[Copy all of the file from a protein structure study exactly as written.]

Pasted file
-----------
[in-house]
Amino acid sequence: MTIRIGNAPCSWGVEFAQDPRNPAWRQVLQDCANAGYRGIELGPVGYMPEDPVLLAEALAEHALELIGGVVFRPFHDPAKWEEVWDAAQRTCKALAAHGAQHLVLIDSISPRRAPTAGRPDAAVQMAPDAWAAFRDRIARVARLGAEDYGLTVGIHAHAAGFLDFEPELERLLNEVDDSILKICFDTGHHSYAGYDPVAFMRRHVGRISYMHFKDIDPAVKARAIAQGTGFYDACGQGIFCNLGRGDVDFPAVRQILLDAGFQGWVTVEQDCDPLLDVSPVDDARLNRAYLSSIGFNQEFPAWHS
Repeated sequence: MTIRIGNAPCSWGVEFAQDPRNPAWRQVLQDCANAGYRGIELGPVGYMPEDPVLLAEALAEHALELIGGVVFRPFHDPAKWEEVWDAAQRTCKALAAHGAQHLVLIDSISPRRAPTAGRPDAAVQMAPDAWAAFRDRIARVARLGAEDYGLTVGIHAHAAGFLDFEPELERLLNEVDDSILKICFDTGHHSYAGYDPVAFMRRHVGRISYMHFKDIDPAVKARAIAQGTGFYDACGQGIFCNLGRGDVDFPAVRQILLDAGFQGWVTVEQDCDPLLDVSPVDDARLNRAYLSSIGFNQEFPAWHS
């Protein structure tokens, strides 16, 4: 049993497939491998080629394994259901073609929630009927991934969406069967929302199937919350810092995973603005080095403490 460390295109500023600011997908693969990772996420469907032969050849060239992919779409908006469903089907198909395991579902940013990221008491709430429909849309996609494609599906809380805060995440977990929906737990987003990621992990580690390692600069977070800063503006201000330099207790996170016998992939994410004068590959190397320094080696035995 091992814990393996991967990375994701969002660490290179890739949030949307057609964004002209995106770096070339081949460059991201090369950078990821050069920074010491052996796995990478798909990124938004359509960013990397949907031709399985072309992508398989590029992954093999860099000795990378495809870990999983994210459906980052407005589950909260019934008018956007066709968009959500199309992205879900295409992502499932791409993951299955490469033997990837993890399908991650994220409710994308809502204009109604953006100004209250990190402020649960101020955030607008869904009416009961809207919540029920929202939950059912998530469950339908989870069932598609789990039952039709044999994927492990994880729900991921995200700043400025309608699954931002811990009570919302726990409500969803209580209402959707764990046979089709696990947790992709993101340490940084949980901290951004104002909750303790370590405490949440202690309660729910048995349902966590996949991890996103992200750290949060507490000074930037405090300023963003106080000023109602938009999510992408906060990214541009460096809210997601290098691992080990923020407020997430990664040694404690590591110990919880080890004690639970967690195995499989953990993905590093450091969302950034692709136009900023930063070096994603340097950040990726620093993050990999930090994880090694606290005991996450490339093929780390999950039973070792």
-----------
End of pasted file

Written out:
[in-house]
Amino acid sequence: MTIRIGNAPCSWGVEFAQDPRNPAWRQVLQDCANAGYRGIELGPVGYMPEDPVLLAEALAEHALELIGGVVFRPFHDPAKWEEVWDAAQRTCKALAAHGAQHLVLIDSISPRRAPTAGRPDAAVQMAPDAWAAFRDRIARVARLGAEDYGLTVGIHAHAAGFLDFEPELERLLNEVDDSILKICFDTGHHSYAGYDPVAFMRRHVGRISYMHFKDIDPAVKARAIAQGTGFYDACGQGIFCNLGRGDVDFPAVRQILLDAGFQGWVTVEQDCDPLLDVSPVDDARLNRAYLSSIGFNQEFPAWHS
Repeated sequence: MTIRIGNAPCSWGVEFAQDPRNPAWRQVLQDCANAGYRGIELGPVGYMPEDPVLLAEALAEHALELIGGVVFRPFHDPAKWEEVWDAAQRTCKALAAHGAQHLVLIDSISPRRAPTAGRPDAAVQMAPDAWAAFRDRIARVARLGAEDYGLTVGIHAHAAGFLDFEPELERLLNEVDDSILKICFDTGHHSYAGYDPVAFMRRHVGRISYMHFKDIDPAVKARAIAQGTGFYDACGQGIFCNLGRGDVDFPAVRQILLDAGFQGWVTVEQDCDPLLDVSPVDDARLNRAYLSSIGFNQEFPAWHS
């Protein structure tokens, strides 16, 4: 049993497939491998080629394994259901073609929630009927991934969406069967929302199937919350810092995973603005080095403490 460390295109500023600011997908693969990772996420469907032969050849060239992919779409908006469903089907198909395991579902940013990221008491709430429909849309996609494609599906809380805060995440977990929906737990987003990621992990580690390692600069977070800063503006201000330099207790996170016998992939994410004068590959190397320094080696035995 091992814990393996991967990375994701969002660490290179890739949030949307057609964004002209995106770096070339081949460059991201090369950078990821050069920074010491052996796995990478798909990124938004359509960013990397949907031709399985072309992508398989590029992954093999860099000795990378495809870990999983994210459906980052407005589950909260019934008018956007066709968009959500199309992205879900295409992502499932791409993951299955490469033997990837993890399908991650994220409710994308809502204009109604953006100004209250990190402020649960101020955030607008869904009416009961809207919540029920929202939950059912998530469950339908989870069932598609789990039952039709044999994927492990994880729900991921995200700043400025309608699954931002811990009570919302726990409500969803209580209402959707764990046979089709696990947790992709993101340490940084949980901290951004104002909750303790370590405490949440202690309660729910048995349902966590996949991890996103992200750290949060507490000074930037405090300023963003106080000023109602938009999510992408906060990214541009460096809210997601290098691992080990923020407020997430990664040694404690590591110990919880080890004690639970967690195995499989953990993905590093450091969302950034692709136009900023930063070096994603340097950040990726620093993050990999930090994880090694606290005991996450490339093929780390999950039973070792």